25 minutes later, stop watch in hand, I had immerged carrying a plate stacked with 5 perfect crepes and a freshly made “jam” for the topping. Now, I use quotation marks for a reason. Here’s what happened. I had nothing to smear on my crepes, and after a quick scan of the kitchen countertop and the inside of the refrigerator, all I found quasi-suitable was a couple of green apples and a carrot. Into the food processor they went, along with a tsp of vanilla extract, 1 tbsp of cane sugar, 3 grains of salt and a dash of cinnamon.

Agi smile

I gave it a good whipping for 1-2 minutes, which resulted in a bowl of an apple-carrot mousse. I spread a spoonful of the goods on a crepe, rolled it up, and bit on one end. The taste was… pleasant, however ever so slightly too RAW for what I consider comfort food. Hence, I decided to make my own jam for the next batch of crepes, whenever the mood strikes again.

Let’s get started. Crepes are as complicated to make as scrambled eggs. It’s really silly easy. Traditionally the batter calls for milk, flour and eggs with a pinch of salt and sugar. (My twist on the traditional crepes recipe is almond milk and whole-wheat flour.) After mixing together all ingredients it should have a consistency of a thick liquid. Then, using either the blender it was mixed in or simply a small ladle, pour a small amount on a hot skillet greased with a touch of cooking oil. Make sure a thin layer of the batter covers the whole surface of the skillet by tilting it in all directions. After all, you want a perfectly round crepe, don’t you? Give it a minute or two, until the batter sets, and flip it over with a spatula. You want both sides lightly browned.

The following proportions should allow for 10-12 Crepes: eggs

– 2 eggs

– 1+1/4 cup of whole wheat flour

– 1 cup of almond milk (unsweetened)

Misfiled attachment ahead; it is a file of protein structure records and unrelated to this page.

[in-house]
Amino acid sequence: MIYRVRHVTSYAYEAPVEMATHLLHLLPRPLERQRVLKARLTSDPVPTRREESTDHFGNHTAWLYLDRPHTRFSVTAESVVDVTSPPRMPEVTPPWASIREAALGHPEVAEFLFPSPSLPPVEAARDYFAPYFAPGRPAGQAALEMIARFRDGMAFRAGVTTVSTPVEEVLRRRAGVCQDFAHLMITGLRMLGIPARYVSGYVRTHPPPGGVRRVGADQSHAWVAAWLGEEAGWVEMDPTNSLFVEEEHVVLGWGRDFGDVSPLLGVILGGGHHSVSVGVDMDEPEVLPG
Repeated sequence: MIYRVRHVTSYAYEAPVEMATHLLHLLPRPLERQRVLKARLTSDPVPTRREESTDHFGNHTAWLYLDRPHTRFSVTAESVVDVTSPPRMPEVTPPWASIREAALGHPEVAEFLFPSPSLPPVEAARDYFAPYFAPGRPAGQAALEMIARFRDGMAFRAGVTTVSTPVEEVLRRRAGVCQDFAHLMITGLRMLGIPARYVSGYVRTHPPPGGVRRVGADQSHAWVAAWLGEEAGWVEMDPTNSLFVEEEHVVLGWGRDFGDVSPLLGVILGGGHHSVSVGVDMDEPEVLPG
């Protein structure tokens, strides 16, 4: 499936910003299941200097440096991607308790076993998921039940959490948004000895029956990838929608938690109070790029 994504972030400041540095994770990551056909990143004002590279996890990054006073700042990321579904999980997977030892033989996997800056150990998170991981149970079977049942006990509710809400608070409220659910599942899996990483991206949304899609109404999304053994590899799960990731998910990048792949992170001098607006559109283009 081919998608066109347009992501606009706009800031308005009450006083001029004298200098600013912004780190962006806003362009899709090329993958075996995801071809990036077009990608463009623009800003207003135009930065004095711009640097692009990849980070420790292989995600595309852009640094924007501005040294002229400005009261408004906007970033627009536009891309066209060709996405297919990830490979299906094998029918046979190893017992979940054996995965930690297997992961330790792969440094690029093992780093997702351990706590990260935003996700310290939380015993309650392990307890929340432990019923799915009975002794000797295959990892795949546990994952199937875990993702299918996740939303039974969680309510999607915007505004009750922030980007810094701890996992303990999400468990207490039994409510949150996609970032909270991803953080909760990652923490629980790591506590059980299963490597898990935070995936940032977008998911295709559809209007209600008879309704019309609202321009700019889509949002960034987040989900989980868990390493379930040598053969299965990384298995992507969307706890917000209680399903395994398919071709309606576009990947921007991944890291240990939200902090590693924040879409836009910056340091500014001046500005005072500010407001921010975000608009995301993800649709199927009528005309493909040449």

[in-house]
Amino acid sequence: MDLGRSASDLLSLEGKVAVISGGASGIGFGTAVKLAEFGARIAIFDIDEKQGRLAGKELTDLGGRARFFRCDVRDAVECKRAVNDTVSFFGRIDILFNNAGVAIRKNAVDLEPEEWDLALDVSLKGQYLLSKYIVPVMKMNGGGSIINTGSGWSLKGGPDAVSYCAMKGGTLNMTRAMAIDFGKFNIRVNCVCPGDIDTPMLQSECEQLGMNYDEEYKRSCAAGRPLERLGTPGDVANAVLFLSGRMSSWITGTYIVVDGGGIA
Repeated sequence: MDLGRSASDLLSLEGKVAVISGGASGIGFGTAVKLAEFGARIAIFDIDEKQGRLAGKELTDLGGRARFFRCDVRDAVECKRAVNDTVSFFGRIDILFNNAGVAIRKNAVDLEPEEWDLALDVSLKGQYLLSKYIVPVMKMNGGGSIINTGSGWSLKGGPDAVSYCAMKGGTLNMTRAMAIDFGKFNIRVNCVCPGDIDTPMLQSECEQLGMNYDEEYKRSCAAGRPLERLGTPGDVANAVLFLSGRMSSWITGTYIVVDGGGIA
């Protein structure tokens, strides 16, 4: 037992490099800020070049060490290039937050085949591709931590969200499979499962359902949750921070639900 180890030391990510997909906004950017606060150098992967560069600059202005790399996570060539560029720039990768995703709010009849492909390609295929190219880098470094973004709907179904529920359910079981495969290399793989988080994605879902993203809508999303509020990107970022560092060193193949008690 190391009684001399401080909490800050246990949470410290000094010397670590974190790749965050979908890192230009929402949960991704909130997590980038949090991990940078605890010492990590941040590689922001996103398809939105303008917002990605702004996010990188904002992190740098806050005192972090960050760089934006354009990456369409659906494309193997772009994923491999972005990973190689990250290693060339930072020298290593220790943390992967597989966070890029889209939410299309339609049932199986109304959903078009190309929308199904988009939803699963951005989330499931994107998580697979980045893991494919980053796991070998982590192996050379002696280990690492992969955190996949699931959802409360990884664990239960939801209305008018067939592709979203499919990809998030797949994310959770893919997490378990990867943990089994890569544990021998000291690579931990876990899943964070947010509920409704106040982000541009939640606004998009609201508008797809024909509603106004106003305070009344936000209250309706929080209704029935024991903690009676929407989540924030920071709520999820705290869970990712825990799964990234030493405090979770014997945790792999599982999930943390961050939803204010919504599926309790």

– a pinch of sea salt

– 2 tsp of raw cane sugar

To make my Strawberry-Mango Jam with a secret ingredient I used:

– 2 lbs of fresh strawberries (remember to wash’em and remove the stems!)

– 4 ripe mangoes (mine were so ripe, they were on sale – yay!)

– 1 orange

– 1 lemon

– 1/2 cup of raw cane sugar

– 4-5 cloves

– 1 tsp of cinnamon

– and a good pinch of my secret ingredient – cayenne pepper (AHA!)

Quarter strawberries, dice mangoes, toss into a non-stick pan and set over a medium-high heat. Add sugar, cloves, cinnamon, pepper, and mix with a wooden spoon. Zest the lemon and the orange, juice the same lemon (removing all seeds), and add all to the pot. Peel the orange like an apple, including the pith, and cut out the sections in between the see-through membranes. Throw the orange slices into the pot with the rest of the strawberry-mango potion. Bring to a boil and reduce the heat to low. At this point your kitchen will start to fill with this ambrosial fruity fragrance that will make your knees wiggle. Compose yourself and let the jam cook for a couple of hours, stirring frequently. Turn off the heat and rest overnight. Cook for another hour the following day, until it’s thick and heavenly delightful. Grab a few clean glass jars with dry lids, and fill them with jam while still steaming hot (BE CAREFUL!!!), twist the lid on tight, and put aside to cool. Store in a pantry for future breakfast toasts, Sunday morning crepes, or an occasional spoonful of paradise in the PM hours…

Jam in jars

I hope the Agi-Crepes and Strawberry-Mango Jam will keep your hands full till tomorrow, when I’ll deliver the second part of the SKILLET FEST – the Potato Pancakes along with my version of Tzatziki Sauce.

Oh, I’m hungry! Bye, bye.